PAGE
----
Do even anti-segregation films have no roles for women?

Whether it is done as intentionally as in <em>Elysium</em> or not, films and TV series form part of a lens that shows us distorted refractions of our world.

Elysium is excellent. As with District Nine, director Neill Blomkamp takes social inequality and shows it to be ridiculous and indefensible, while still letting you enjoy watching sci-fi. In doing so he may make as much difference as anyone striving for social change. Suddenly directors are members of the front line, part of the people that change the world. Just one question then, isn’t it ironic that a film about segregation contains only one fully-rounded female character, and even that role was originally written as male?

When I left the cinema my first thought was not “why aren’t there more well-written women?” It was how much I wish that I had written it. Yes, it’s a similar topic to his first film, yes, it’s also made from a short and that shows, but the impact of the agenda is undeniable. If he never works again, Blomkamp can retire knowing that influenced how people think about the way we live. Andrew Ellard, writer and script-editor, has written Tweetnotes on Elysium, as he does on many films (@ellardent). I knew he was critical of this one, and was looking forward to arguing, but he makes good points on the lack of depth to the world, characters, and plot, and the bolt-on nature of the love-interest heroine, Frey, and he is right. The film could have greatly benefited from his insight at a rather earlier stage than this. I still wish that I had written it. Why did it take Ellard to tell me that the character of Frey was not fully-integrated or even fully-formed? I didn’t just fail to object, I didn’t notice, and I’m a girl. I watched a film in which the second female character is a two-dimensional plot device and I just didn’t notice. I’ve seen this done so many times that I have clearly developed some dedicated neural pathways for just waving it through.

Blomkamp set out to write a film with “at least one central female character”, not an overly revolutionary aspiration in a film about equality. Elysium has a central unromanticised female character, but one that was only switched to female when “it suddenly occurred to him the character could be a woman”. Like the heroines of Salt and Flightplan, this role is strong partly because it was written to be a character before it was rewritten to be female. I don’t know why he needed to spot a character that he could gender-switch, rather than writing a decent female one from the start, and I don’t know why he felt that other characters could not be switched. I am aware that Blomkamp has taken on a role where you can never be good enough: fight normative values, and your film will always still be too normative. Even if it doesn’t contain only wealthy, white men, even when it critiques that very gated community, a film cannot avoid reflecting the wealthy, white male perspective that usually funds, supplies and distributes it. This is a film that sets out to teach an anti-segregation message and still failed the Bechdel test, which checks that at least two women in a film talk to each other about anything other than a man. We’re used to seeing films with only token female characters, and tests like the Bechdel help alert us to what we’ve stopped noticing, if not when we stopped noticing them.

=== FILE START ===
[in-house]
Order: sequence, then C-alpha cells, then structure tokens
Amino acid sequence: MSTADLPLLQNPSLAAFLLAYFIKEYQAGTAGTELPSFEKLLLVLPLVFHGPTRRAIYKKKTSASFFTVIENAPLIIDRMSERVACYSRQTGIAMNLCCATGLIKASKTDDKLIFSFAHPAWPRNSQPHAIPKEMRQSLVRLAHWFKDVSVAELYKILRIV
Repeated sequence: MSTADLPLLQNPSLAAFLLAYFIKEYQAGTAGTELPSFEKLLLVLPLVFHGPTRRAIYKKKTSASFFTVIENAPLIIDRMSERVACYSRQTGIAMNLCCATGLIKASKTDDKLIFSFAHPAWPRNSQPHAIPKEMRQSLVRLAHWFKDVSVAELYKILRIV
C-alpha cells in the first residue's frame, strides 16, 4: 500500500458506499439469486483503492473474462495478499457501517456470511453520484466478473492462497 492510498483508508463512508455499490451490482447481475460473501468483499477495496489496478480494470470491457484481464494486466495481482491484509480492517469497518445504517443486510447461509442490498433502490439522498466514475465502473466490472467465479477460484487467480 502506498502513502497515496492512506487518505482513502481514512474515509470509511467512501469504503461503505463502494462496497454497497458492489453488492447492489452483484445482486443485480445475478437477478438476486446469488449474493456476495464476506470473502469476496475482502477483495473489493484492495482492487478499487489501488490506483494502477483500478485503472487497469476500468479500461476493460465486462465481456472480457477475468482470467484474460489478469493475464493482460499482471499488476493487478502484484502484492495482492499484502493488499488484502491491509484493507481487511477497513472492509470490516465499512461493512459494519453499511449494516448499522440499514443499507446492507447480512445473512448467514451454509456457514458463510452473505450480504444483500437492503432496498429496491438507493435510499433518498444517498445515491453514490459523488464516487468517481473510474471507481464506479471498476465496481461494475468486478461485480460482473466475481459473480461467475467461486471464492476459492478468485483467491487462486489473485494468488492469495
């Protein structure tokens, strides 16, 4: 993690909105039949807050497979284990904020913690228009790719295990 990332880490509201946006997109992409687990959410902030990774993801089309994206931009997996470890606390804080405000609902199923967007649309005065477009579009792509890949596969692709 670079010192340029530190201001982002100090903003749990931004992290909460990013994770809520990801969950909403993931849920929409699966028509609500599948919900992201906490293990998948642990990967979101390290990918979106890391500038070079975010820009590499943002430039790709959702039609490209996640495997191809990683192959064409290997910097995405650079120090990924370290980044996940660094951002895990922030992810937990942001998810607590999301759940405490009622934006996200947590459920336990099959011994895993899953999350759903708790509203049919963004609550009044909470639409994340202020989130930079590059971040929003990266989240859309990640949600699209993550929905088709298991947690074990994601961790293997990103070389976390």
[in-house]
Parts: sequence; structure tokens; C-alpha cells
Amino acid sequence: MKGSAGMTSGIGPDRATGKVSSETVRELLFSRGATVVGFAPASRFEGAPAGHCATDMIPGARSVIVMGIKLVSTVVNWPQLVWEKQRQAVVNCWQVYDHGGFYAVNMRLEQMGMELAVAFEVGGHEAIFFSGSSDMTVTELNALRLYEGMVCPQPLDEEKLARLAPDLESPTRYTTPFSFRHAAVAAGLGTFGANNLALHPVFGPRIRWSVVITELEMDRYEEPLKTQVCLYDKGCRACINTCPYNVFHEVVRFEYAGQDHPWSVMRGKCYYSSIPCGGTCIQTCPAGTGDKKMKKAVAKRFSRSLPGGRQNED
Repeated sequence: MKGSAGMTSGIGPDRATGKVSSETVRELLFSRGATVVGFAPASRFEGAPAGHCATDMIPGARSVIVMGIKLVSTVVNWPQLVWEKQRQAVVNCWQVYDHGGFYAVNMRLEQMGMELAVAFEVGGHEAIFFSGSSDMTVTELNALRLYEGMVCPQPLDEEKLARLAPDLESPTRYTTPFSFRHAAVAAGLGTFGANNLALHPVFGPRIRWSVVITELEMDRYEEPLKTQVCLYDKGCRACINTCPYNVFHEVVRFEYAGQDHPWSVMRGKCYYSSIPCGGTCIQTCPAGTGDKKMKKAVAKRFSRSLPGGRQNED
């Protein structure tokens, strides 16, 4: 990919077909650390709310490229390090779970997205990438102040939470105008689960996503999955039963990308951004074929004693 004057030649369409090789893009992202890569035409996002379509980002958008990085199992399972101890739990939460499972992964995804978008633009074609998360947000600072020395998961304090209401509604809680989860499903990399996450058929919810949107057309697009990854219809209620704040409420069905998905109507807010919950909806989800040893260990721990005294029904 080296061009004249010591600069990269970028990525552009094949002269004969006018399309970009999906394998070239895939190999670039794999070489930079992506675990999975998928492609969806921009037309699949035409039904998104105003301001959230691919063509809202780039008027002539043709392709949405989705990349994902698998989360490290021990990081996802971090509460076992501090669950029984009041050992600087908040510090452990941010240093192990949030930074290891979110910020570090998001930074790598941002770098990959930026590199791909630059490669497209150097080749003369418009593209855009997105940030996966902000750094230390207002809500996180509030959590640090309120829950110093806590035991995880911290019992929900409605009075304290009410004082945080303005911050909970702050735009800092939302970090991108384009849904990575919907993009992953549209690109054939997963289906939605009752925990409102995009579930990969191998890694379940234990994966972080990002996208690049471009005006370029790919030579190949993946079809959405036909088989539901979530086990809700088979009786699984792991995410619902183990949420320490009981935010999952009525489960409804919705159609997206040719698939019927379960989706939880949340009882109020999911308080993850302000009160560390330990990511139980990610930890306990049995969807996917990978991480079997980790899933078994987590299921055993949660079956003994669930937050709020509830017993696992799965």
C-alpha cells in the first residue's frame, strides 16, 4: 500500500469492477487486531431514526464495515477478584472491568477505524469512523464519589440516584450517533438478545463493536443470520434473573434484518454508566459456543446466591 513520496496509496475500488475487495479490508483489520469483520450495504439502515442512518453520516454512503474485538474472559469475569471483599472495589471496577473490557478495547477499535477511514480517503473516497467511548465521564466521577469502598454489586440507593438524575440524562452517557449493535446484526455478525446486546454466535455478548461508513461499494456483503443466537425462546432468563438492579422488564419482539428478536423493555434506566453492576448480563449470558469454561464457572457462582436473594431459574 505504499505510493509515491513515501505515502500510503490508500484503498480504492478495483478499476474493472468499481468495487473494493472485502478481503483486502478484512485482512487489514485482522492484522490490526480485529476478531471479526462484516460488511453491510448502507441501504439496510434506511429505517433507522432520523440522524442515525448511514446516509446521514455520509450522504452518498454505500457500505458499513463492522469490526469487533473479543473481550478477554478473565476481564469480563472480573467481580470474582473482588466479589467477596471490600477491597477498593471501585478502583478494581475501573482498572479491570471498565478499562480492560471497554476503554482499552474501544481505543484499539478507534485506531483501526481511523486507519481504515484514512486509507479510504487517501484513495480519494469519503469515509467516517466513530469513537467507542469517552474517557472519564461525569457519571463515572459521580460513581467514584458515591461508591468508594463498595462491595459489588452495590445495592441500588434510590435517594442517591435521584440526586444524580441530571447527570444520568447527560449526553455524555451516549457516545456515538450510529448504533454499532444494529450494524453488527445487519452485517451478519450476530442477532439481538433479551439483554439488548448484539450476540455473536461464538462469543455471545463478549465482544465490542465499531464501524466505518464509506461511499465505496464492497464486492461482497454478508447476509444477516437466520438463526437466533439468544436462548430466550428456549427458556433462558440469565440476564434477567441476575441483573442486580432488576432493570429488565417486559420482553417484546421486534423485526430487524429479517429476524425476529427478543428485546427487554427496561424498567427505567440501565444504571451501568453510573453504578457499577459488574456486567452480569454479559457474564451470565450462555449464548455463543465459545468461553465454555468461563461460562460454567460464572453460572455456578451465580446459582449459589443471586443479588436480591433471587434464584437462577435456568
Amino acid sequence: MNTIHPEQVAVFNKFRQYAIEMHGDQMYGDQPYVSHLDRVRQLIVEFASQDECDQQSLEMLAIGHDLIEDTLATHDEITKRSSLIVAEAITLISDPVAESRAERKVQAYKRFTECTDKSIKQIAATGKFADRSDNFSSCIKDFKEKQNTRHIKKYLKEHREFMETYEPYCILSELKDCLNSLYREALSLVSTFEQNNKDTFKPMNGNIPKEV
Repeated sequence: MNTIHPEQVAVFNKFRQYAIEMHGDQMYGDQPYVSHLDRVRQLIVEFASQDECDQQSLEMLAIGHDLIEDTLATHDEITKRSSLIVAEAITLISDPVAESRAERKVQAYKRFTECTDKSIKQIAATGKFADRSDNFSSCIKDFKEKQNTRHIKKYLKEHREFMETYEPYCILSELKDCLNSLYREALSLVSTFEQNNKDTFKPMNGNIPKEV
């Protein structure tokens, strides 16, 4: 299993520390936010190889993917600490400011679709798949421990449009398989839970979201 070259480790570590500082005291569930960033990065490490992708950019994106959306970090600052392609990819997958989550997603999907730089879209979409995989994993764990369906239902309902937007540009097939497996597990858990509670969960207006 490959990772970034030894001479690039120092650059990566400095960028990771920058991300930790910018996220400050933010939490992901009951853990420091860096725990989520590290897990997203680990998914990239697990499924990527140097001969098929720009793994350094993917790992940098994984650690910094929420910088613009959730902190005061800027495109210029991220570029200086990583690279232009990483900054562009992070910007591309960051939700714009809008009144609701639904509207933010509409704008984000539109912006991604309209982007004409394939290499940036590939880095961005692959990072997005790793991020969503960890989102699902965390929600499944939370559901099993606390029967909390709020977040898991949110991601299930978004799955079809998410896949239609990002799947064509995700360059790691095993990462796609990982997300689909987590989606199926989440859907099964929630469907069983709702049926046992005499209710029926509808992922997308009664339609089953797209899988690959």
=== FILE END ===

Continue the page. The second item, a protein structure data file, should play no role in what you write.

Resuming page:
It’s been a long time since comedian Richard Pryor balked at the all-white casts of films like Logan’s Run, musing that the future setting implied that “White folks ain’t planning for us to be here”. He did it so acutely and so wittily that he got people to listen. He didn’t single-handedly create a perfect and equal world, but he did start a gradual change in perceptions that got people to realise what they were acclimatised to. A similar creeping shift is gathering around Game of Thrones’ exceptional lead Peter Dinklage. It is hard for an actor who is four foot five to be remembered for his brilliant way with dialogue, but then it is hard for an actor who has to compete for screen time with zombies and dragons to be remembered at all. Dinklage’s dwarfism has nothing to do with his perfect acting, but it does dictate that the role he plays must be appropriate to his size. In the glamorous world of the on-screen, unusual physiques are disproportionately under-represented, yet Dinklage does not play a token role focussed on his stature or enabling the remaining cast. He portrays a complex and multi-faceted part, flawed, three-dimensional, award-winning, and now carrying top billing. Versions of the limited-range excuse have been used by many writers seemingly incapable of including fully-formed female characters, because women can only play women, and apparently these writers can only envisage men. Perhaps it is time to change what we envisage. We don’t need more strong representative characters, we need more characters who happen to be representative and happen to be strong. Characters who are casually short-statured, or female, or black, or transgendered, and also interesting, because of their personalities, motivations and conflicts, or anything that actually matters.